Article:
Look before you leap: Like all investment products, however, liquid alternatives have both pros and cons.
Some, for example, have struggled to capture upside gains in the current bull market, making them less attractive for those who believe the equity rally will continue, said Morningstar's Charney.
"You have to get into it for the right reasons," he said. "If you're worried about downside risk, there's never a wrong time to make a prudent diversification move. But if you're worried about missing out on upside potential, you might want to stay in the equities market."
Investors who wish to hedge market risk but also maintain equity exposure, he added, could split the difference and opt for a long/short equity fund, in which the fund manager goes "long" on (buys) stocks he thinks will rise in value and sells short securities he expects will fall. Such funds tend to have near equity returns, he said.
Although the strategies and investments of liquid alternatives mimic those used by nonregistered alternatives, the Financial Industry Regulatory Authority (FINRA) also notes they have diversification requirements and leverage limits that hedge funds do not.
: (Read more: Investors have alternative options)
Thus, they are not a direct replacement for hedge fund investors.
"Everyone is running from illiquidity after 2008, but if you say all alternative strategies are the same, you're going to push too much money at a group that may not have the same advantages as the illiquid ones," said certified financial planner Leo Kelly, founder, CEO and managing director of HighTower Kelly Wealth Management. Hedge funds and private equity funds typically limit the amount investors are allowed to withdraw during a redemption period, but they also pay a premium for the lack of liquidity, he said.
Check the fees: Due to their complexity, liquid alternatives also require active management, so their fees tend to be higher than their traditional managed-fund peers.
Market-neutral funds, in particular, which seek to profit from both increasing and decreasing prices within the same sector or market, have significant portfolio turnover risk that may result in higher costs, FINRA notes.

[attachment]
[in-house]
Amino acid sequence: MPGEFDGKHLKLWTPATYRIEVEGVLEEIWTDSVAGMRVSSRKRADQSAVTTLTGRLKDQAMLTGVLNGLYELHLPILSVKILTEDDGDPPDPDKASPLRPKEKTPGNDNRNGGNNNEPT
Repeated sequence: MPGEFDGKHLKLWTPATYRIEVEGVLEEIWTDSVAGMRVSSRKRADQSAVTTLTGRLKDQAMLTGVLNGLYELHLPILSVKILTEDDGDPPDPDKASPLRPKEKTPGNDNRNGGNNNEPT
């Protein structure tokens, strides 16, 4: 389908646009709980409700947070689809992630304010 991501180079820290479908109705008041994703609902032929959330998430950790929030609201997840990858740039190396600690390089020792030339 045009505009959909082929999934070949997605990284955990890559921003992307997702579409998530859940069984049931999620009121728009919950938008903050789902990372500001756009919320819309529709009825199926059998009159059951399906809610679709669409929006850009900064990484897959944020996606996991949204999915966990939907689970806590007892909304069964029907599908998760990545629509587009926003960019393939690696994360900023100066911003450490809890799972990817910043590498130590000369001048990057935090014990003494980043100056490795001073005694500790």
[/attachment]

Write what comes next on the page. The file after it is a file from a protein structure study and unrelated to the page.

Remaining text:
And many multistrategy funds have average expense ratios of 2 percent or more, according to Charney.
By comparison, the average expense ratio for actively managed mutual funds is roughly 1.5 percent.
Keep it simple: Investors who are looking to allocate into liquid alternatives should carefully consider the fund's investment structure and the specific risk it is trying to hedge, according to FINRA.
Managed futures funds, for example, seek to deliver diversification benefits by owning assets with a low correlation to the markets, including but not limited to commodities. Multicurrency funds typically bet against the U.S. dollar by investing in a broad basket of foreign currencies.
And nontraditional bond funds aim to provide income protection against rising interest rates through the use of fixed-income derivatives and other unconventional tactics.
Most average investors, however, would be best served with a multistrategy fund, said Lafferty, which delivers broad exposure to a diversified portfolio of hedge fund–like strategies.
"For someone just dipping their toe in, a multistrategy fund makes it simpler to access alternative strategies without having to understand all the nuances of the underlying portfolio," he said, noting investors need to consider the expertise of the fund's management team.
(Read more: Art, antiques investing is for the long haul)
How much is too much? The Morningstar survey found financial advisors recommend an allocation of between 6 percent and 20 percent to liquid alternatives.
Alternative investment strategies that are packaged into traditional products, like mutual funds and ETFs, have leveled the playing field for managing market risk.
However, while the asset class is likely to play an increasingly pivotal role in the average investor's portfolio, very few 40 Act funds have had the chance to prove themselves through a market crisis.
"Advisors are becoming more comfortable recommending liquid alternatives, but these funds are going to have to live up to the diversification, performance and risk promises to stay top of mind with investors," Lafferty said.
—By Shelly K. Schwartz, Special to CNBC.com